I knew that it was better for the environment, consumers, and better for the farmers as well > Choi
Vincent Choi’s day begins at six each morning. After sending his seven-year-old son to school, he heads to his four-acre farm that is nestled amidst the rolling hills of Cameron Highlands in Pahang.
This is Choi’s pride and joy — his organic farm, Mivi Garden, which he set up some time in 2016. With six farmhands, Choi works the land, producing 13 types of vegetables including leafy greens, tomatoes, sweet corn, pumpkin and beans.
A second-generation farmer, the 34-year-old had worked on the family farm for about a decade before deciding to branch out on his own to pursue organic farming. “I had that interest in organic farming. I knew that it was better for the environment, consumers, and better for the farmers as well,” says the father of four. As he had no experience with organic farming methods, he enrolled in courses conducted by a veteran organic farmer in the area.
“I started off small, with just half an acre, and planted leafy vegetables like sawi, siew pak choy, sweet corn and French beans,” Choi says, explaining that his approach to farming follows that of biodynamic farming principles. “We start off by planting green manure, which are basically weeds that are then cut and used to fertilise the soil. It’s only after this process, which can take about two months, that we plant the vegetables,” he adds.
Very similar to organic farming, biodynamic is a form of alternative agriculture. Here, the biodynamic farm is an integrated, whole, living organism. According to the Biodynamic Association’s website, this organism is made up of many interdependent elements, including fields, forests, plants, animals, soils, compost and people, as well as the spirit of the place. Biodynamic farmers such as Choi work to nurture and harmonise these elements — managing them in a holistic and dynamic way to support the health and vitality of the whole.
Biodynamic farms are inspired by the biodiversity and uniqueness of each landscape and in his home in Cameron Highlands, Choi found that inspiration. But it was not plain sailing from the get-go. “The yields fell in the beginning but as the soil condition improved, they increased as well,” he says, adding that after a year, he expanded the farm to its current size.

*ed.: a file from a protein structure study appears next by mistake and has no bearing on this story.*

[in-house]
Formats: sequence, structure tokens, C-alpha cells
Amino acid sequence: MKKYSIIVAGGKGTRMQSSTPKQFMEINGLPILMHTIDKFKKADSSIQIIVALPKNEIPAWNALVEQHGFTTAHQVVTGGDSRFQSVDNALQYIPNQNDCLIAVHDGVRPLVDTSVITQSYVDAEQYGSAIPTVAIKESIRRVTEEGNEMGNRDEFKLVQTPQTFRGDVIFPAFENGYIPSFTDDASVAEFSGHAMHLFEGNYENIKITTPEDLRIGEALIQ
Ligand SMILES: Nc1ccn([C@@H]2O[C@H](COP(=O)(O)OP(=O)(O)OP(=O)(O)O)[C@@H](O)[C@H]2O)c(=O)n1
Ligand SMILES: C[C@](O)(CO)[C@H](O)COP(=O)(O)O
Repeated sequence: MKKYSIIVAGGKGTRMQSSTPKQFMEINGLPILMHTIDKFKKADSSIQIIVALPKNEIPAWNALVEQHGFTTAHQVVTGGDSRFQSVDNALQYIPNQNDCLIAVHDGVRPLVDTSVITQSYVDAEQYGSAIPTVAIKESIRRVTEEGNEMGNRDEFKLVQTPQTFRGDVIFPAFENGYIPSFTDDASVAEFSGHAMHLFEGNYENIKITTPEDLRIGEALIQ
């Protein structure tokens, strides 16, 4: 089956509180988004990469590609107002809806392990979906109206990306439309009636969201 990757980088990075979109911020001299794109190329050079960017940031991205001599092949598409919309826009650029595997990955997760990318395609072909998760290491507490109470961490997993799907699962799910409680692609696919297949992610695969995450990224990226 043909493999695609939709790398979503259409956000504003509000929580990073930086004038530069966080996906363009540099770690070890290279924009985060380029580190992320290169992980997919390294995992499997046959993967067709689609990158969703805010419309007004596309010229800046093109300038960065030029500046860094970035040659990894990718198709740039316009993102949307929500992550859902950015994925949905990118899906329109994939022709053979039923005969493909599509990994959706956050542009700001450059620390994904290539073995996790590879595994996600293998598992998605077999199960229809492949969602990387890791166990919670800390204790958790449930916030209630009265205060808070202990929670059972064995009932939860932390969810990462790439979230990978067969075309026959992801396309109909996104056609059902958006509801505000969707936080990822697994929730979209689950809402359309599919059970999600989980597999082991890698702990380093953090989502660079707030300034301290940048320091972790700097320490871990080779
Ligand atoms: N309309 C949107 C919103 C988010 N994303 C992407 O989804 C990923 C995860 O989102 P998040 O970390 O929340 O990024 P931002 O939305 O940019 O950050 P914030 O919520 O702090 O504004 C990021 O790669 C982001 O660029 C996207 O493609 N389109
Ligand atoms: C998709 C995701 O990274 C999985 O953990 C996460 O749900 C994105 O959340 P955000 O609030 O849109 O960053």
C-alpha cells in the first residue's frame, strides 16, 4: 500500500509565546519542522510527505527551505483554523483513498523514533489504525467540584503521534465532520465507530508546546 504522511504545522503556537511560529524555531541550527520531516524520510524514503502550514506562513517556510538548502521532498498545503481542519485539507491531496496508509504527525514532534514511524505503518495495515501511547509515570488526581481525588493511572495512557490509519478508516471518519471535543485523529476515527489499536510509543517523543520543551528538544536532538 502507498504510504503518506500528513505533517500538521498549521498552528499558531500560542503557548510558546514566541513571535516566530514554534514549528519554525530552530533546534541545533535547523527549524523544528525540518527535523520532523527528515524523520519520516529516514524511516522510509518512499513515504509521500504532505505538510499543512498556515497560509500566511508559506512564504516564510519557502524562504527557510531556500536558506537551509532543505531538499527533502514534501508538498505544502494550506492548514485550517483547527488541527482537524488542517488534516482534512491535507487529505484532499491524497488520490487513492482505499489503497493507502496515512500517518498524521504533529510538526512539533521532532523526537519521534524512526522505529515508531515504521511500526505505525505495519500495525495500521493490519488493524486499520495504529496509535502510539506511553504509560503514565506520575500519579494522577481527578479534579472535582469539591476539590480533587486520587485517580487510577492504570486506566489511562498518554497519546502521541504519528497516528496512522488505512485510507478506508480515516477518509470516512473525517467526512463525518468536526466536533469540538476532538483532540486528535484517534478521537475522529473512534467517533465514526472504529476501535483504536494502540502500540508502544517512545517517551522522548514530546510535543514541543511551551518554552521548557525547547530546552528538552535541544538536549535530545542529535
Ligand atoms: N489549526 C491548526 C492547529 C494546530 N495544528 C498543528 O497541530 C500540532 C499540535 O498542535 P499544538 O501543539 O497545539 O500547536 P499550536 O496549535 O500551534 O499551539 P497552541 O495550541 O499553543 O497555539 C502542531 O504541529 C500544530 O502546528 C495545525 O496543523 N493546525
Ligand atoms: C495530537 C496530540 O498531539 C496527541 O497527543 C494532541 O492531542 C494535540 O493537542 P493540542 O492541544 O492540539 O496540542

Eschewing all forms of chemicals, Choi uses only organic pesticides, one of which is derived from neem oil. Mivi Garden, which has been awarded the myOrganic certification issued by the Malaysian Department of Agriculture, also practises crop rotation to ensure soil health. “We rotate the planting of vegetables after each harvest, for example, sweet corn to tomatoes, then French beans, and leafy greens. And every year, we return to the planting of green manure to replenish and nourish the soil,” he says.
Choi does not regret his foray into organic farming but concedes that it has not been easy. Although he saves on herbicides and fertilisers, the costs are higher because of the need for more workers to cut the grass and prepare the green manure. In addition, the yields cannot match those of conventional agriculture. “With conventional farming, you could probably produce one tonne of sawi a day on a four-acre parcel but with organic farming, the yield is probably only 200kg,” he says.
Still he is satisfied with the production rate. “This is good enough for now because the worry is that the market may not be able to absorb all that is being produced anyway.” Although the farm is now turning a profit, he says the earnings are 30% less than farming via conventional methods.
For Choi, the biggest hurdle he has faced so far is marketing and selling the produce. “Under conventional farming, the produce would be sold to an agent in Cameron Highlands, but in the case of organic produce, although there are agents and middlemen, the prices are low,” he laments. To secure better prices, he sells his vegetables directly to customers in Cameron Highlands, Ipoh and even as far away as Penang via veggie boxes, which are packed with a minimum of six types of vegetables. In a week, Choi says he sells about a hundred of these boxes. Online retailers such as Everleaf Store are also one avenue to market and sell Mivi Garden’s produce.
In the two years that he has been in the organic farming business, Choi says one of the biggest lessons he has learnt is the need for variety. “That is the feedback that I have received from the agents and middlemen. They cannot cope with the volume but they want variety because it gives consumers a wider choice. After all, if you eat the same types of vegetables every week, you would get bored.”
Choi reckons that as more consumers are exposed to the benefits of organic produce, the situation will improve for farmers like him. Increased demand would mean that farmers would be incentivised to increase yields, and be able to make a decent living. He says making ends meet is a challenge at the moment, and to supplement his income from Mivi Garden, he also tills a 1.5-acre conventional farm.
‘Sweetness to the vegetables’
Listening to Choi speak of his venture, his passion for the natural, chemical-free way of farming shines through. “I am very happy to see vegetable after vegetable being planted. The quality is also improving — the vegetables look healthier and are tastier,” he says.
That the families of his farmhands now look forward to eating the produce from Mivi Garden is a point of pride for Choi. “The children of my workers used to not like eating vegetables but after eating our produce, they now look forward to them. They say that there is a kind of sweetness to the vegetables, and that they are very tasty. And that makes me happy.”
Apart from increasing the varieties grown on the farm, Choi also plans to set up homestay facilities by building chalets to encourage visitors to come to the farm. “The hope is that through tourism, we can educate people about organic farming.”